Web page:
While he’s not the first name mentioned in free agency talk and rumors, Al Horford is going to be a big addition for someone, unless he chooses to stay with the Atlanta Hawks. Among those looking to sign the veteran big man are the Los Angeles Lakers, Boston Celtics, Miami Heat, Houston Rockets, Washington Wizards, Orlando Magic and Detroit Pistons.
Horford, the third overall pick in 2007, has played for the Hawks his entire career. He averaged 15.2 points and 7.3 rebounds per game, making his fourth All-Star selection. His per minute numbers dropped a little bit, but at 30 and entering his 10th NBA season, Horford is still one of the more versatile centers-power forwards in the NBA, with the ability to stretch the floor, defend the rim and pass the ball, giving teams the versatility they’re looking for from their big men these days.
The most logical move for Horford is stay in Atlanta, in terms of money at least. They can offer him the five year max, but it might make more sense for him, just like most NBA players, to sign a one year deal, for two reasons: The salary cap will get another serious bump in 2017 (reportedly up to $116 million from $94 million), and he’ll be a third-tier veteran, meaning he can get 35% of the salary cap and not “just” 30% like he can this season.
But maybe money isn’t the only thing on Horford’s mind, who made $60 million over the last five seasons with the Hawks. Atlanta reportedly put him on the trading block during the 2015-2016 season. They did the same with Jeff Teague and managed to move him in a three-team trade involving the Indiana Pacers and Utah Jazz this week. They missed the train with Horford, but might have helped push him away by trying to put a price tag on him, even if it is smart business.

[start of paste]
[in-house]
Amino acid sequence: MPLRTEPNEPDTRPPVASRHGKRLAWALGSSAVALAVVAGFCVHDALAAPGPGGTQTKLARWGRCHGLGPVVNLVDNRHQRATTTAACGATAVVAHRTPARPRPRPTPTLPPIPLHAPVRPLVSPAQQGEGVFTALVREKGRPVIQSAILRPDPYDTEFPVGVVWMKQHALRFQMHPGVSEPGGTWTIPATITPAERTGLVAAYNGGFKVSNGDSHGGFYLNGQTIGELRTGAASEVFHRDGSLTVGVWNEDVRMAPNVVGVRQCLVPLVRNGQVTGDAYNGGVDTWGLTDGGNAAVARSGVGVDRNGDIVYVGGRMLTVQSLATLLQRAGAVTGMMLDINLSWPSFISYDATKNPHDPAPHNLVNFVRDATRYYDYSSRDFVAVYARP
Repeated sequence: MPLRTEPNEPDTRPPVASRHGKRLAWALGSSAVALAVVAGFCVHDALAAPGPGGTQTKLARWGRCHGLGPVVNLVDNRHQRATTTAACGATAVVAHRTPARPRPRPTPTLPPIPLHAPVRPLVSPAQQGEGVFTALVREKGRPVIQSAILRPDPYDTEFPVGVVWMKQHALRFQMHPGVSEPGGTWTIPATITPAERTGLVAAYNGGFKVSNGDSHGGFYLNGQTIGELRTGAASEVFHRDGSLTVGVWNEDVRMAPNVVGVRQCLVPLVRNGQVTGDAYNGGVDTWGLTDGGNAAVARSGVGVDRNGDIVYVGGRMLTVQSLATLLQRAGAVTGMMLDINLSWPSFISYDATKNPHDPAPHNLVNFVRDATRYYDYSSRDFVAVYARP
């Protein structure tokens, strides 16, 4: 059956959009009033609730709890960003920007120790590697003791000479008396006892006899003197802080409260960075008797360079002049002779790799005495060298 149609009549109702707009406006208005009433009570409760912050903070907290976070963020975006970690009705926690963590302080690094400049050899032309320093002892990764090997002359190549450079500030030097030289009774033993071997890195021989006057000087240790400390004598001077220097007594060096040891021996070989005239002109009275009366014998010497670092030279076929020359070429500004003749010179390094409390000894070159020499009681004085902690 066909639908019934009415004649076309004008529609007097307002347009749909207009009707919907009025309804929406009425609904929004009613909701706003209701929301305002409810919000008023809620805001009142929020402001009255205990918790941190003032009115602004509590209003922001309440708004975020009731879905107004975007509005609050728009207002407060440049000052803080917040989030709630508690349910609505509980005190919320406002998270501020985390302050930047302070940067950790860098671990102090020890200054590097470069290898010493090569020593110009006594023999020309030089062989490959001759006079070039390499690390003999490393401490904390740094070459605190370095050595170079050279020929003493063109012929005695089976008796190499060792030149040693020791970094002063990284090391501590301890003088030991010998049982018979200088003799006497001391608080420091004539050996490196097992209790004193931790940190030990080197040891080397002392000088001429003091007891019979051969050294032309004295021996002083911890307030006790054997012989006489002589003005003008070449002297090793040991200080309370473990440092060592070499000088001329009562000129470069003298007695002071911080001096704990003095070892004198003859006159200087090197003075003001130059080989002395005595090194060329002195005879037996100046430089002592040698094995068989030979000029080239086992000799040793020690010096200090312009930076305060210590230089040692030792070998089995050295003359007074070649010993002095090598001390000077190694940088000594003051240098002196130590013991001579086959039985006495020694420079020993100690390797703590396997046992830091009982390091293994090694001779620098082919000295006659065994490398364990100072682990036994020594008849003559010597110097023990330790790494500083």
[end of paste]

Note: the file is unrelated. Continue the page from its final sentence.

Horford can play both center and power forward, and is probably a better ‘4’ than a ‘5’, but in Atlanta, he’s been mostly used a center, next to Paul Millsap or other players previously. Both the Pistons and the Magic have dominant big men the franchise revolves around, which could make things easier for Horford, although putting up so much money on two frontcourt players when the league is heading in a different direction might be weird.
For a lot of these teams, Kevin Durant comes first, so Horford might have to wait before he gets his chance to make his decision and sign, giving the Hawks and advantage. The Pistons, Magic and others not on Durant’s list could also get a nice time slot to make their Horford pitch work while others are busy with Durant. In a free agency that seems to be about just one player, Horford could be a huge prize no one is really paying attention to.